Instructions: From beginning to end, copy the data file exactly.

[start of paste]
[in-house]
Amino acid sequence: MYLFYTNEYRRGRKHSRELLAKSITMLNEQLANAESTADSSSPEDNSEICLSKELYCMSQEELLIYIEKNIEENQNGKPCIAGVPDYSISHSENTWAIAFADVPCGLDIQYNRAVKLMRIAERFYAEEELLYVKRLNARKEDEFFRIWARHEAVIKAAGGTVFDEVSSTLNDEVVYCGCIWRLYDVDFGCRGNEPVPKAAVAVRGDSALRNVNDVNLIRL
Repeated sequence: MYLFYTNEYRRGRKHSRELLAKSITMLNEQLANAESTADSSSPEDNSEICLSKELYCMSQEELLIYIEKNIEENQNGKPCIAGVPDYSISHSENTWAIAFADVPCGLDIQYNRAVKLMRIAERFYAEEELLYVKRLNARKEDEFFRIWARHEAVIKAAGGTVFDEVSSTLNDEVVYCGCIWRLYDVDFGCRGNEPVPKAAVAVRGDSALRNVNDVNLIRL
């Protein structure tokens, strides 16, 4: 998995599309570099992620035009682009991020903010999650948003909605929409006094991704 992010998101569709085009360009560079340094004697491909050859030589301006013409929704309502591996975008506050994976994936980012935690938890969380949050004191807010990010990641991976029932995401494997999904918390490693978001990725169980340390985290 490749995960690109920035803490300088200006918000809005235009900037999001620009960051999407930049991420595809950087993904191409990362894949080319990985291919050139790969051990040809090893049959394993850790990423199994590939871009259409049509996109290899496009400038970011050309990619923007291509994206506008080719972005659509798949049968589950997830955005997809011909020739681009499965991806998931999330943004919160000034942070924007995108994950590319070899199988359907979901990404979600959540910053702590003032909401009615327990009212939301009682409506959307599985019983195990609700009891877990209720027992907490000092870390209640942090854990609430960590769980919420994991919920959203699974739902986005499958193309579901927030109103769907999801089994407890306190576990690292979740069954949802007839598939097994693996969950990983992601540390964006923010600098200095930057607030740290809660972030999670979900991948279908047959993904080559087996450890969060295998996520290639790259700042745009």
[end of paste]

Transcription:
[in-house]
Amino acid sequence: MYLFYTNEYRRGRKHSRELLAKSITMLNEQLANAESTADSSSPEDNSEICLSKELYCMSQEELLIYIEKNIEENQNGKPCIAGVPDYSISHSENTWAIAFADVPCGLDIQYNRAVKLMRIAERFYAEEELLYVKRLNARKEDEFFRIWARHEAVIKAAGGTVFDEVSSTLNDEVVYCGCIWRLYDVDFGCRGNEPVPKAAVAVRGDSALRNVNDVNLIRL
Repeated sequence: MYLFYTNEYRRGRKHSRELLAKSITMLNEQLANAESTADSSSPEDNSEICLSKELYCMSQEELLIYIEKNIEENQNGKPCIAGVPDYSISHSENTWAIAFADVPCGLDIQYNRAVKLMRIAERFYAEEELLYVKRLNARKEDEFFRIWARHEAVIKAAGGTVFDEVSSTLNDEVVYCGCIWRLYDVDFGCRGNEPVPKAAVAVRGDSALRNVNDVNLIRL
């Protein structure tokens, strides 16, 4: 998995599309570099992620035009682009991020903010999650948003909605929409006094991704 992010998101569709085009360009560079340094004697491909050859030589301006013409929704309502591996975008506050994976994936980012935690938890969380949050004191807010990010990641991976029932995401494997999904918390490693978001990725169980340390985290 490749995960690109920035803490300088200006918000809005235009900037999001620009960051999407930049991420595809950087993904191409990362894949080319990985291919050139790969051990040809090893049959394993850790990423199994590939871009259409049509996109290899496009400038970011050309990619923007291509994206506008080719972005659509798949049968589950997830955005997809011909020739681009499965991806998931999330943004919160000034942070924007995108994950590319070899199988359907979901990404979600959540910053702590003032909401009615327990009212939301009682409506959307599985019983195990609700009891877990209720027992907490000092870390209640942090854990609430960590769980919420994991919920959203699974739902986005499958193309579901927030109103769907999801089994407890306190576990690292979740069954949802007839598939097994693996969950990983992601540390964006923010600098200095930057607030740290809660972030999670979900991948279908047959993904080559087996450890969060295998996520290639790259700042745009």